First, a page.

Topics

Nutritional Therapies for Polycystic Ovary Syndrome

By Janet Gulland | Contributing Writer - Vol. 9, No. 1. , 2008

A unique form of hyperinsulinemia is one of the metabolic drivers of polycystic ovary syndrome (PCOS). According to Dr. Alan Gaby, nutritional therapies aimed at normalizing insulin action and glucose metabolism can greatly benefit women with this condition, often restoring ovulation and fertility. N-acetyl cysteine, vitamin D, chromium, and a little known nutrient called pinitol are valuable allies.

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The Weight Is Over: HCG, Weight Loss & Health Care Reform

By Roby Mitchell, MD | Contributing Writer

Obesity and associated chronic diseases cost this country roughly $147 billion a year in direct medical expenses. It’s not a problem that will be legislated away by health care reform plans that perpetuate status quo medical approaches. Human Chorionic Gonadotropin (HCG) therapy, when combined with a careful diet plan, regular exercise and other hormone-based treatments, can make a huge difference in helping people lose weight, and could help trim the nation’s health care budget as well.

Minnesota Sets the Standard for Health Freedom

By Gloria St. John | Contributing Writer - Vol. 1, No. 2. , 2000

Minnesota may have a reputation as a politically conservative, middle of the road state. But when it comes to public policy on holistic medicine, it is among the most progressive states in the Union. In 2000, Minnesota legislators passed the Complementary and Alternative Health Care Freedom of Access Act, which allows natural medicine practitioners from a wide range of backgrounds, even those without prior licensure, to practice freely.

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Eskimos Discover Sat-Fats Grease the Wheels of Disease

By Erik L. Goldman | Editor in Chief - Vol. 2, No. 1. , 2001

Heart disease and diabetes were virtually unheard-of among Alaskan Eskimos, until the 1970s, when they abandoned their hunting and fishing lifestyle, and their marine diet. They began eating a lot of processed foods and saturated fats, and living in more sedentary ways. Thirty years later, these diseases are rampant. Dr. Sven Ebbeson is working with Eskimo communities to reverse these deadly trends.

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The Weight Is Over: HCG, Weight Loss & Health Care Reform

By Roby Mitchell, MD | Contributing Writer

Obesity and associated chronic diseases cost this country roughly $147 billion a year in direct medical expenses. It’s not a problem that will be legislated away by health care reform plans that perpetuate status quo medical approaches. Human Chorionic Gonadotropin (HCG) therapy, when combined with a careful diet plan, regular exercise and other hormone-based treatments, can make a huge difference in helping people lose weight, and could help trim the nation’s health care budget as well.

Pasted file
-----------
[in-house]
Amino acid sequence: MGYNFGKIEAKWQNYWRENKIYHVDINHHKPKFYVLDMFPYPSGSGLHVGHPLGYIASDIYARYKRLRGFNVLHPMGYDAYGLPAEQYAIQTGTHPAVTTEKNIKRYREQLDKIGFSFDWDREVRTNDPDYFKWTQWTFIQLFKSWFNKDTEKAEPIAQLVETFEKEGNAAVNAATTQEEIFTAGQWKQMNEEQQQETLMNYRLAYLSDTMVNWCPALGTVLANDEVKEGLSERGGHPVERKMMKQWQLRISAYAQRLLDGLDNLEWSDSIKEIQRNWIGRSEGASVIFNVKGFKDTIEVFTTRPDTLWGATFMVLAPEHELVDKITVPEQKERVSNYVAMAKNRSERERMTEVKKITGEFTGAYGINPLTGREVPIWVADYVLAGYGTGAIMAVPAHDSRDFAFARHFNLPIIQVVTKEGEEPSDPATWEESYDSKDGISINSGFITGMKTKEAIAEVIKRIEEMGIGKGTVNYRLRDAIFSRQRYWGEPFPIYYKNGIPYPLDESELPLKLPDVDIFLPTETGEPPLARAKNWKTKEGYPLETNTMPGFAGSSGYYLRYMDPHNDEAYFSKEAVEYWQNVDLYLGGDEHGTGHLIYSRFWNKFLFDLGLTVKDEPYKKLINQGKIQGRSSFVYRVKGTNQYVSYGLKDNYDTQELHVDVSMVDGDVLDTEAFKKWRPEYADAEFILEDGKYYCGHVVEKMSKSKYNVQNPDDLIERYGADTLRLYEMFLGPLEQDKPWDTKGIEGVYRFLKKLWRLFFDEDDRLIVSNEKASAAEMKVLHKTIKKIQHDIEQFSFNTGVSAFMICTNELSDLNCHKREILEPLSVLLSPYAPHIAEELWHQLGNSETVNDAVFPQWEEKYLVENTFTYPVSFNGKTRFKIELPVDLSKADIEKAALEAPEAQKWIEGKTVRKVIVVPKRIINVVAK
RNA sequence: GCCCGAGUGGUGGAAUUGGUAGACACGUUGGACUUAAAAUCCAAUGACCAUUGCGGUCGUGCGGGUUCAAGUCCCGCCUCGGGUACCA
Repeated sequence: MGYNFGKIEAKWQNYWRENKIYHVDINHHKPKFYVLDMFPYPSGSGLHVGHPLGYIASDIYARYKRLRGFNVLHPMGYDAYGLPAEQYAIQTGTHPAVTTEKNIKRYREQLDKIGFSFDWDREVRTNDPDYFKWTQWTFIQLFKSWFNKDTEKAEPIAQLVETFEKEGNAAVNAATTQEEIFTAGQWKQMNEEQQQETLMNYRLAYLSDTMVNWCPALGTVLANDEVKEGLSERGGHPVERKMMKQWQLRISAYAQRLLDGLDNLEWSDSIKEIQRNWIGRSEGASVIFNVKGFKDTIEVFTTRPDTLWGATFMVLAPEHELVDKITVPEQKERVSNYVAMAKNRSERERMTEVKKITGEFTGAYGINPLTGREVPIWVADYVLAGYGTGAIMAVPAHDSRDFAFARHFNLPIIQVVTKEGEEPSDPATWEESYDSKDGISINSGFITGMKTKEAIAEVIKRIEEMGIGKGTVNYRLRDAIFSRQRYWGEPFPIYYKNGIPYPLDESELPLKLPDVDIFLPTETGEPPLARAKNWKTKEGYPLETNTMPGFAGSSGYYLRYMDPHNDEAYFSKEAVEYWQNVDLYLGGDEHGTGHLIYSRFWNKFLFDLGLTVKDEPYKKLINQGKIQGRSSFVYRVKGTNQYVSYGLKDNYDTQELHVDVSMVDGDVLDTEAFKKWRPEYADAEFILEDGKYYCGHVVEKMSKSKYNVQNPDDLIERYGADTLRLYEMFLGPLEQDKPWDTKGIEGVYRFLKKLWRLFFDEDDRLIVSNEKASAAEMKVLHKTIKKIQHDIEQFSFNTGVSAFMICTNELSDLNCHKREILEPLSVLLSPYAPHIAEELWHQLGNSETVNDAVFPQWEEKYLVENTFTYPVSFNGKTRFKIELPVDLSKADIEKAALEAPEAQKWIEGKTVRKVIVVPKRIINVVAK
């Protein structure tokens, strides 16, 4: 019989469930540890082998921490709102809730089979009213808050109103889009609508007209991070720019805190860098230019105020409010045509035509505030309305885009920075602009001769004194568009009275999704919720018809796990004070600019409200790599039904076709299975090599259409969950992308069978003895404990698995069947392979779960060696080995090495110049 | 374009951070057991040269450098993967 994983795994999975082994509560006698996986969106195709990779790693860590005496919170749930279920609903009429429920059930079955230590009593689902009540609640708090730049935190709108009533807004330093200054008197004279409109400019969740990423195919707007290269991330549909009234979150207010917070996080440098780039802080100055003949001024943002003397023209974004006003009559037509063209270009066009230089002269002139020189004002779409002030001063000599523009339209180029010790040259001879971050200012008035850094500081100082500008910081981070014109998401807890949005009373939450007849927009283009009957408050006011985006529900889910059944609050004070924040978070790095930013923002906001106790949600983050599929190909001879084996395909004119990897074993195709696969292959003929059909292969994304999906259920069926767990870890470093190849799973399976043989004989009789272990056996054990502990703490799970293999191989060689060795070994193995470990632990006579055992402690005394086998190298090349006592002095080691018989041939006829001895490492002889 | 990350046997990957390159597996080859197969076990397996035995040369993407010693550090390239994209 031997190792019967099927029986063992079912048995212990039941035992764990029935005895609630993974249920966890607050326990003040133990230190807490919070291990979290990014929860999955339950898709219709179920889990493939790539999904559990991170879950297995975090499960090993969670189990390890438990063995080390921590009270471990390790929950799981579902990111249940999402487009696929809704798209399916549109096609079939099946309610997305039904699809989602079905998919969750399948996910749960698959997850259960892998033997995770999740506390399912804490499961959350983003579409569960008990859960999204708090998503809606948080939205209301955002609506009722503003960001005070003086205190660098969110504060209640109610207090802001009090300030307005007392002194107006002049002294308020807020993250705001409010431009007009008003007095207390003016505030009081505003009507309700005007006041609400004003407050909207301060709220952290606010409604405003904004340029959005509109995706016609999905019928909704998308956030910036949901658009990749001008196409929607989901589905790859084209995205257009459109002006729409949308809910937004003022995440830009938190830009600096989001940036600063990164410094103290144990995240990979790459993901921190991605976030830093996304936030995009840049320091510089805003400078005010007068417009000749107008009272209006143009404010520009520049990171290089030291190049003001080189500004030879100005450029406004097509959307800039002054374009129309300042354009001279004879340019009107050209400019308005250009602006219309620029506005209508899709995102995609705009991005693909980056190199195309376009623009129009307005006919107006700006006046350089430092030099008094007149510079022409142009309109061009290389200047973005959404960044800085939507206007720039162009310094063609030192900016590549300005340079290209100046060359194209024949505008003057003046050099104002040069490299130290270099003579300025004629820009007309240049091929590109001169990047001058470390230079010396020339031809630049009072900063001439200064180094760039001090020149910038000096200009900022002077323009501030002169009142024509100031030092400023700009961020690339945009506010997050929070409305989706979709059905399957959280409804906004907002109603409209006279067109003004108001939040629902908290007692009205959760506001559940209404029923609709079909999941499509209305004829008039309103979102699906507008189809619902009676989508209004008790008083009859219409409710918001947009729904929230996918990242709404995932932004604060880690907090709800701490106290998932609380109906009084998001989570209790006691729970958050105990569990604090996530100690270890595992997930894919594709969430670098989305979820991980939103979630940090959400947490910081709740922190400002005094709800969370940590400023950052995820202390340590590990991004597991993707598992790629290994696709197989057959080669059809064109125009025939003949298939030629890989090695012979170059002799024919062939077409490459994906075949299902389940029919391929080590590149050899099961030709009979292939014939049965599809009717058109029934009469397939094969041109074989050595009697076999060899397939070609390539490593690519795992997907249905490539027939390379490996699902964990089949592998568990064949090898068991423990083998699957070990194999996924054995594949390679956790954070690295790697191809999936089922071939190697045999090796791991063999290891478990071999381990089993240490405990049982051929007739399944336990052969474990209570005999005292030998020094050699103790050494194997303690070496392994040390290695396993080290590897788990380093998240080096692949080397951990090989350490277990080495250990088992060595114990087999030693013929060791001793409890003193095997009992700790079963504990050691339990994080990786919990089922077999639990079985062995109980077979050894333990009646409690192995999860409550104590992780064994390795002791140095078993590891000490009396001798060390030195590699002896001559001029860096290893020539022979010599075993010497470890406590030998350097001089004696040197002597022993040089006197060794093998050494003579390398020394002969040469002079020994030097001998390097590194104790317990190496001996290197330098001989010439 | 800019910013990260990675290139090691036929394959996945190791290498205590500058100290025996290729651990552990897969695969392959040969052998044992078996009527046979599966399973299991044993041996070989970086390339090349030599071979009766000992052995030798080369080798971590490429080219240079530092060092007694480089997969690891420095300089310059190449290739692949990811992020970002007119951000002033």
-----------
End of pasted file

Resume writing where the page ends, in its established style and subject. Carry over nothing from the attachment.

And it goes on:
Questioning Probiotic Labeling

By Staff Writer - Vol. 8, No. 4. , 2007

Dr. Sanford Levy from Buffalo, NY, writes in, noting that the potency and expiration date information on the labels of some probiotic products is not always accurate.

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New Coalition Channels People-Power for Integrative Medicine

By Erik L. Goldman | Editor in Chief - Vol. 1, No. 2. , 2000

Dr. Andrew Weil’s National Integrative Medicine Council, a non-profit advocacy group, is hoping to channel grass roots “people power” into meaningful national policy that promotes holistic medicine and preventive health care.

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Fish Oils May Reverse Diabetic Autonomic Dysfunction

By Erik L. Goldman | Editor in Chief - Vol. 2, No. 1. , 2001

Diabetes is characterized by chronic overactivity of the sympathetic nervous system, and concurrent loss of parasympathetic balance. This results in high heart rates and low heart rate variability, which increases risk of heart attack. Omega-3 fatty acids, from seafood and supplements, appear to reverse these risk factors.

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Perinatal Probiotics Benefit Preemies, Cesareans & Other Little People

By Erik L. Goldman | Editor in Chief - Vol. 8, No. 3. , 2007

A number of recent studies show that probiotic supplements and fermented dairy products can prevent or even treat colic, atopic dermatitis, and many other common allergic and infectious problems in infancy. Lactobacillus and bifidobacteria, the two main classes of “good bugs” can greatly improve the health of premature babies and those born via cesarean section. Plus, Perinatal Probiotics: A Research Review, and Choosing & Using Probiotics.

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